Cake-making and decorating are true art forms in their own rights. That’s why professionals and cake enthusiasts have a whole arsenal of tools and tricks up their sleeves. But for the amateur, buying all the right gear is not always convenient, and basic homemaker books can skim past assumed details. Here are four great tips and tidbits for those new to baking adventures.
Decorate with coloured marshmallow
Want to add some colour and texture to a simple cake? Use multicoloured marshmallows to decorate your creation. First take some castor sugar and add a couple of drops of food dye. Mix until the colour is consistent, making sure the castor sugar remains quite dry. Then, take your marshmallows and slice them so that you get thin oval-shaped saucer. Dip the flat sticky surface of the marshmallow into the coloured castor sugar, and voilà – coloured cake decorations. Use them as eyes, polka dots, or cut them into any shape you want.
Make your own piping bags
Cake-makers use all sorts of weird and wonderful tools in the decorating process. To add icing and cream to the top of a cake, piping bags and syringes are used to create patterns and write text. The good news is amateurs can make their own paraphernalia using basic household products. To make an piping bag take a freezer or zip lock bag. Simply cut one corner to the desired size of your icing trail. Put your icing into the bag and squeeze it over your cake.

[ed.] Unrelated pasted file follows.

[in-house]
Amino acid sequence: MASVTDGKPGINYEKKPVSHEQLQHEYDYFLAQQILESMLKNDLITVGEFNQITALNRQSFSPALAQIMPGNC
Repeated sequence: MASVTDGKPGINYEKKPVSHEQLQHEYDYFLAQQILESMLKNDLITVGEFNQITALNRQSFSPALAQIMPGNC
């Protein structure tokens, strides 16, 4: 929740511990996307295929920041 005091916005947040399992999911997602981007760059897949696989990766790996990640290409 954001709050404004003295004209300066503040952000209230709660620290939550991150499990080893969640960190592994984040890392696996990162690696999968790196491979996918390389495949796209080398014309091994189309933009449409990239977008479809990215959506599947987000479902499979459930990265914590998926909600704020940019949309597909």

Keep Your Cakes in Good Shape
Ever made a patty cake that has baked right out of its paper cup? Denser cakes, like sticky date pudding, will expand sideways rather than grow tall in a neat shape. To prevent this, put your delicate paper cups into a muffin tray. This will keep their shape even and attractive. You can use this method for anything from muffins to mini-cheese cakes and lemon meringue tarts.
Large cakes like Pavlovas tend to sink in the middle when you pull them out of the oven. If they sink too much that’s a bad sign, but it does happen a little to most cakes. Prevent your Pavlova from looking like a ceramic bowl by crafting it into a slight dome shape from the start. That way when it sinks, it’ll basically come out flat.
Cake-test on a budget
You’ve pulled your cake out of the oven and want to give it a test… but you can’t find that blessed cake tester. Oh that’s right, you never bought one. Never fear, there are plenty of household products that double as cake-testers, namely the humble toothpick. A toothpick is usually sufficient to get to the centre of your cake but if not, use wooden or metal skewers or even knitting needles. These objects do the job just well and are thin enough to keep your cake intact.
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